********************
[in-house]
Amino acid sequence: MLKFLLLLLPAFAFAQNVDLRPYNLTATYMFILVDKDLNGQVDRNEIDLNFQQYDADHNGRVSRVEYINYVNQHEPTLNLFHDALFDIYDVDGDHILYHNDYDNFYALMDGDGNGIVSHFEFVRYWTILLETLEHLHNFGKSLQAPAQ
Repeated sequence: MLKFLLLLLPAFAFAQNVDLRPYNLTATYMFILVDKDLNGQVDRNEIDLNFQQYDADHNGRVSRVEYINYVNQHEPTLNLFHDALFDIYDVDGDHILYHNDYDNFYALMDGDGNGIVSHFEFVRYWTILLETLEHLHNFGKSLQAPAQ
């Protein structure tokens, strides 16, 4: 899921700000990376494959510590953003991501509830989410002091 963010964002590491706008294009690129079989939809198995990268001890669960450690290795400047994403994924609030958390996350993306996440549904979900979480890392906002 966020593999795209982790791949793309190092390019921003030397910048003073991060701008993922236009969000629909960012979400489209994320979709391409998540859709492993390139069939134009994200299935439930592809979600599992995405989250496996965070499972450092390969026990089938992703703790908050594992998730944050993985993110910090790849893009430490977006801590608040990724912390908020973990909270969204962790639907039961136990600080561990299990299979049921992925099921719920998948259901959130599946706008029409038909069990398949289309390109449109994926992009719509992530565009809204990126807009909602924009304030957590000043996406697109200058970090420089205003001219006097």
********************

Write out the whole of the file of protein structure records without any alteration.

[in-house]
Amino acid sequence: MLKFLLLLLPAFAFAQNVDLRPYNLTATYMFILVDKDLNGQVDRNEIDLNFQQYDADHNGRVSRVEYINYVNQHEPTLNLFHDALFDIYDVDGDHILYHNDYDNFYALMDGDGNGIVSHFEFVRYWTILLETLEHLHNFGKSLQAPAQ
Repeated sequence: MLKFLLLLLPAFAFAQNVDLRPYNLTATYMFILVDKDLNGQVDRNEIDLNFQQYDADHNGRVSRVEYINYVNQHEPTLNLFHDALFDIYDVDGDHILYHNDYDNFYALMDGDGNGIVSHFEFVRYWTILLETLEHLHNFGKSLQAPAQ
């Protein structure tokens, strides 16, 4: 899921700000990376494959510590953003991501509830989410002091 963010964002590491706008294009690129079989939809198995990268001890669960450690290795400047994403994924609030958390996350993306996440549904979900979480890392906002 966020593999795209982790791949793309190092390019921003030397910048003073991060701008993922236009969000629909960012979400489209994320979709391409998540859709492993390139069939134009994200299935439930592809979600599992995405989250496996965070499972450092390969026990089938992703703790908050594992998730944050993985993110910090790849893009430490977006801590608040990724912390908020973990909270969204962790639907039961136990600080561990299990299979049921992925099921719920998948259901959130599946706008029409038909069990398949289309390109449109994926992009719509992530565009809204990126807009909602924009304030957590000043996406697109200058970090420089205003001219006097």